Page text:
Viva Italia: Sacred Music in 17th-Century Rome | MSR Classics MS1580

Viva Italia: Sacred Music in 17th-Century Rome


Label: MSR Classics

Cat No: MS1580

Format: CD

Number of Discs: 1

Genre: Vocal/Choral

Release Date: 4th November 2016



One can hardly think of music in Rome without immediately being drawn to the work of the Sistine Chapel, an institution well-known for maintaining a philosophy for the “pure” performance of vocal music without instruments. The Papal choir was revered throughout Europe during the Renaissance period for authoritative expertise and performance capabilities with regard to Gregorian chant and polyphonic choral music. But the decades surrounding the turn of the 17th century brought many exciting and creative developments in the composition and performance of sacred music, leading to the advent of what we now call the Baroque period.

Alongside the influential conservative practices of the Sistine Chapel, there was another creative force at work in Rome during this time. The Collegio Germanico — the Vatican’s center for training German-speaking Roman Catholic priests — became one of the most famous music institutions in Europe. Though the primary goal of the seminary was rooted in the training of clergy, a sequence of significant music directors led to the dramatic growth of the music program’s reputation. In 1574, the college relocated to the Palazzi di Sant’Apollinare in Rome where they also gained leadership of the adjoining Sant’Apollinare church. When they aligned with this church there became an obvious increase in their desire to heighten the role of music in worship. In 1575, the famous Spanish composer Tomás Luis de Victoria took over as the maestro di cappella (choirmaster) at the Collegio Germanico. Victoria had come to Rome in 1565 as a paying student and was first employed as a singer and organist, but took up the choirmaster post in 1575 after his ordination to the priesthood. From here forward, especially the next 100 years, this position would become one of the most prestigious music positions in all of Rome.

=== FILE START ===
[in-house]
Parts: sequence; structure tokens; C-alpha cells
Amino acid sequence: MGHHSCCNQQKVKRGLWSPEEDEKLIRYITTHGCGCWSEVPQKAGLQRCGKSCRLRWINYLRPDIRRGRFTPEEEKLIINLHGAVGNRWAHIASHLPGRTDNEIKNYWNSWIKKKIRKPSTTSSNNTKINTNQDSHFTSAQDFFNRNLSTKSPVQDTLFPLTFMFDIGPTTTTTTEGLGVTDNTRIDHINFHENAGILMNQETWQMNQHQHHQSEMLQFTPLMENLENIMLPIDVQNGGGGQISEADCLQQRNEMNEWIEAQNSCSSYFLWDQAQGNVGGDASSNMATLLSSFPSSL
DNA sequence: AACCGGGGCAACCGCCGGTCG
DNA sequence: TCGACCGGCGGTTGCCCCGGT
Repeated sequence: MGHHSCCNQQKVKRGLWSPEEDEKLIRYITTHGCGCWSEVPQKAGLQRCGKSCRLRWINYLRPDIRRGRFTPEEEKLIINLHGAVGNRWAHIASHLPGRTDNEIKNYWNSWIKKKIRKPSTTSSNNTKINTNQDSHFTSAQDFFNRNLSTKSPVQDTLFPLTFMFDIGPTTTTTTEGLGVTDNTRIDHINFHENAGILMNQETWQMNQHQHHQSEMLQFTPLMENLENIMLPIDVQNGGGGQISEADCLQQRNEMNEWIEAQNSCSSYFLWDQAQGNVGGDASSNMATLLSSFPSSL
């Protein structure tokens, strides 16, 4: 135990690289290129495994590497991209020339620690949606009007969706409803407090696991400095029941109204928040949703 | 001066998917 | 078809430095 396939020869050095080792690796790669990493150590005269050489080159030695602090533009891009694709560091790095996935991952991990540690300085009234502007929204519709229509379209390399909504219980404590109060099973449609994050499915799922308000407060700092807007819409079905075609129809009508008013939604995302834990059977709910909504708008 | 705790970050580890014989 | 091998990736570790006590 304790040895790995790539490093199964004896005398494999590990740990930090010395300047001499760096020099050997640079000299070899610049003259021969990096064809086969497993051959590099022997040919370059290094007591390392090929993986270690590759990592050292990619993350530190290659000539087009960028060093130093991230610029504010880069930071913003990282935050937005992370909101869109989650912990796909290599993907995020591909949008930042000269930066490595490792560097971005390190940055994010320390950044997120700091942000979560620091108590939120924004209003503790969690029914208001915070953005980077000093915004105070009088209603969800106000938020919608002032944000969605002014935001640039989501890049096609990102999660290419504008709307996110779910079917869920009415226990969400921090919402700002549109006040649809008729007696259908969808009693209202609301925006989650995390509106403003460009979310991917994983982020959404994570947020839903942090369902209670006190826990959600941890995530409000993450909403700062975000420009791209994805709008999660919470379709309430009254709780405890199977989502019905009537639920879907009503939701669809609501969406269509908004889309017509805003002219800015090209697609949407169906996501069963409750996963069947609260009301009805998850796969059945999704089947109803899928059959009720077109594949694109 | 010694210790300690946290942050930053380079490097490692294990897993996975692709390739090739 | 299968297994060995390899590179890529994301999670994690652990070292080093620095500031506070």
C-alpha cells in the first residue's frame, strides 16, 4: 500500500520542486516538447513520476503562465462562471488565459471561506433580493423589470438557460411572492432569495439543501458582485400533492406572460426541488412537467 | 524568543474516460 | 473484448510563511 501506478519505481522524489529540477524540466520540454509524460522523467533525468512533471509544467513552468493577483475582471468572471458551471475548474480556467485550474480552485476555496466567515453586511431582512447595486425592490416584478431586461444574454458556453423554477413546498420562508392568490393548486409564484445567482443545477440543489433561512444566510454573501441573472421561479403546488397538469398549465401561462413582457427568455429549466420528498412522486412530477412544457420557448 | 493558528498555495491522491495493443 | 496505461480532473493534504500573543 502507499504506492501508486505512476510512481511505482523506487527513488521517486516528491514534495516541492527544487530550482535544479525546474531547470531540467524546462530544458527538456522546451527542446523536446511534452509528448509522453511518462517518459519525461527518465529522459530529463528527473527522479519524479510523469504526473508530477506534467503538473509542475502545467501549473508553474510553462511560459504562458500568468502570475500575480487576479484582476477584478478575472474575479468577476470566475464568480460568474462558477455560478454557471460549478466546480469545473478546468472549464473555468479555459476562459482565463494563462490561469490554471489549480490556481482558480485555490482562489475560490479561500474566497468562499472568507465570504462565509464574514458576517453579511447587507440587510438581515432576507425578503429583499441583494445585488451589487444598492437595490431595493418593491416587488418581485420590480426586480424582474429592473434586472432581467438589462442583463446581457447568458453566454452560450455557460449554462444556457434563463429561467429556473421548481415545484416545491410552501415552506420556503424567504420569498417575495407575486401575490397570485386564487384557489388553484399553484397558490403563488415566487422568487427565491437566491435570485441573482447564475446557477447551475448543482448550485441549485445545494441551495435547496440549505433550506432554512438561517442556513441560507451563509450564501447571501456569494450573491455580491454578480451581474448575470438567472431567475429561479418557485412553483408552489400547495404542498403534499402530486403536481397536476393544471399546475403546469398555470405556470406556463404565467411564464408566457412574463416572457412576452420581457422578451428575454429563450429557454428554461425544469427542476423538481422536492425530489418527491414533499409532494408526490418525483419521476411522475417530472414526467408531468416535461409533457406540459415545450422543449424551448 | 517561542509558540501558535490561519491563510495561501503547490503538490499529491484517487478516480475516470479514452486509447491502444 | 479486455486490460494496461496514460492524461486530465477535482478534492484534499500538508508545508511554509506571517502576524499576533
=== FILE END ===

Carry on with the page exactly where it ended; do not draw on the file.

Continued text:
The splendour and majesty of the worship services as well as the music executed by the students under the Spaniard Tomás Luis de Victoria, as well as his successor Annibale Stabile and other celebrated masters (Annibale Orgas, Lorenzo Ratti, Giacomo Carissimi, Ottavio Pitoni, and others) consistently drew large crowds to the church.

The scope of this recording traces the evolution of musical trends at the Collegio Germanico and the manner by which they began to permeate sacred music across Europe. From Gregorian chant to Renaissance polyphony to grand-scale masterworks and intimate sacred duets, this repertoire illuminates the breathtaking depth of creativity born during this golden age of church music.

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